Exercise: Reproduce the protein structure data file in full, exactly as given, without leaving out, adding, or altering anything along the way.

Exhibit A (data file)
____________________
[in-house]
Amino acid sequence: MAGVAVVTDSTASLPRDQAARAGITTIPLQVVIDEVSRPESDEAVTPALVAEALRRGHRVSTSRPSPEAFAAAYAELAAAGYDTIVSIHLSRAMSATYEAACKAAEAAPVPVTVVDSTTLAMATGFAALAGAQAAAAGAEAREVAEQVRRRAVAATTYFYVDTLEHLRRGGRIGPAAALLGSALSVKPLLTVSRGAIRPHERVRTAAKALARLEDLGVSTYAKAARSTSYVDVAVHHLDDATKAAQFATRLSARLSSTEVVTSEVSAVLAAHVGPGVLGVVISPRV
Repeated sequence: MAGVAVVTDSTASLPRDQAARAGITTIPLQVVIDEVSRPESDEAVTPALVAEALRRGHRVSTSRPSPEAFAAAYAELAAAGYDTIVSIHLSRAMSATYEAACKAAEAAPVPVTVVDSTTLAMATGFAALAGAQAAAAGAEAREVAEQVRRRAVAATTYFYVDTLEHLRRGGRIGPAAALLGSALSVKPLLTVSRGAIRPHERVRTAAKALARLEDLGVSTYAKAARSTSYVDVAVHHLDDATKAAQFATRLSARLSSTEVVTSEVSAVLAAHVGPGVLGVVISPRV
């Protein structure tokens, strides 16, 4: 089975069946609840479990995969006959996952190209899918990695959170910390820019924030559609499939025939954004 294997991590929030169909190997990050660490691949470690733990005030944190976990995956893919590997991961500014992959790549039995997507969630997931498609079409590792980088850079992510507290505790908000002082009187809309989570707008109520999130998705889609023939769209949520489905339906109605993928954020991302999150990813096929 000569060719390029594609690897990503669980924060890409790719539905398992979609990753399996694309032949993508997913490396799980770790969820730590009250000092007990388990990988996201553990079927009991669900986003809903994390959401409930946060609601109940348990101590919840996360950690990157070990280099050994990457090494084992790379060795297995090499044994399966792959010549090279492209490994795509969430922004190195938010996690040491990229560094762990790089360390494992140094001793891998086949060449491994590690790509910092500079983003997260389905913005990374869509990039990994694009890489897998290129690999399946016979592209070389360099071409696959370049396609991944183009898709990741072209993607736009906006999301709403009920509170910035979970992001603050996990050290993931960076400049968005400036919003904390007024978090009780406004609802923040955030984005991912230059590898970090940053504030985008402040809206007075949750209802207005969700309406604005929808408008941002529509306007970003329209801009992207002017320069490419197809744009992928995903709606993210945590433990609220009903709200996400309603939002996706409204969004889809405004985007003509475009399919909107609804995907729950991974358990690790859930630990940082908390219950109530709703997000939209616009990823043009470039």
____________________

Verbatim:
[in-house]
Amino acid sequence: MAGVAVVTDSTASLPRDQAARAGITTIPLQVVIDEVSRPESDEAVTPALVAEALRRGHRVSTSRPSPEAFAAAYAELAAAGYDTIVSIHLSRAMSATYEAACKAAEAAPVPVTVVDSTTLAMATGFAALAGAQAAAAGAEAREVAEQVRRRAVAATTYFYVDTLEHLRRGGRIGPAAALLGSALSVKPLLTVSRGAIRPHERVRTAAKALARLEDLGVSTYAKAARSTSYVDVAVHHLDDATKAAQFATRLSARLSSTEVVTSEVSAVLAAHVGPGVLGVVISPRV
Repeated sequence: MAGVAVVTDSTASLPRDQAARAGITTIPLQVVIDEVSRPESDEAVTPALVAEALRRGHRVSTSRPSPEAFAAAYAELAAAGYDTIVSIHLSRAMSATYEAACKAAEAAPVPVTVVDSTTLAMATGFAALAGAQAAAAGAEAREVAEQVRRRAVAATTYFYVDTLEHLRRGGRIGPAAALLGSALSVKPLLTVSRGAIRPHERVRTAAKALARLEDLGVSTYAKAARSTSYVDVAVHHLDDATKAAQFATRLSARLSSTEVVTSEVSAVLAAHVGPGVLGVVISPRV
């Protein structure tokens, strides 16, 4: 089975069946609840479990995969006959996952190209899918990695959170910390820019924030559609499939025939954004 294997991590929030169909190997990050660490691949470690733990005030944190976990995956893919590997991961500014992959790549039995997507969630997931498609079409590792980088850079992510507290505790908000002082009187809309989570707008109520999130998705889609023939769209949520489905339906109605993928954020991302999150990813096929 000569060719390029594609690897990503669980924060890409790719539905398992979609990753399996694309032949993508997913490396799980770790969820730590009250000092007990388990990988996201553990079927009991669900986003809903994390959401409930946060609601109940348990101590919840996360950690990157070990280099050994990457090494084992790379060795297995090499044994399966792959010549090279492209490994795509969430922004190195938010996690040491990229560094762990790089360390494992140094001793891998086949060449491994590690790509910092500079983003997260389905913005990374869509990039990994694009890489897998290129690999399946016979592209070389360099071409696959370049396609991944183009898709990741072209993607736009906006999301709403009920509170910035979970992001603050996990050290993931960076400049968005400036919003904390007024978090009780406004609802923040955030984005991912230059590898970090940053504030985008402040809206007075949750209802207005969700309406604005929808408008941002529509306007970003329209801009992207002017320069490419197809744009992928995903709606993210945590433990609220009903709200996400309603939002996706409204969004889809405004985007003509475009399919909107609804995907729950991974358990690790859930630990940082908390219950109530709703997000939209616009990823043009470039």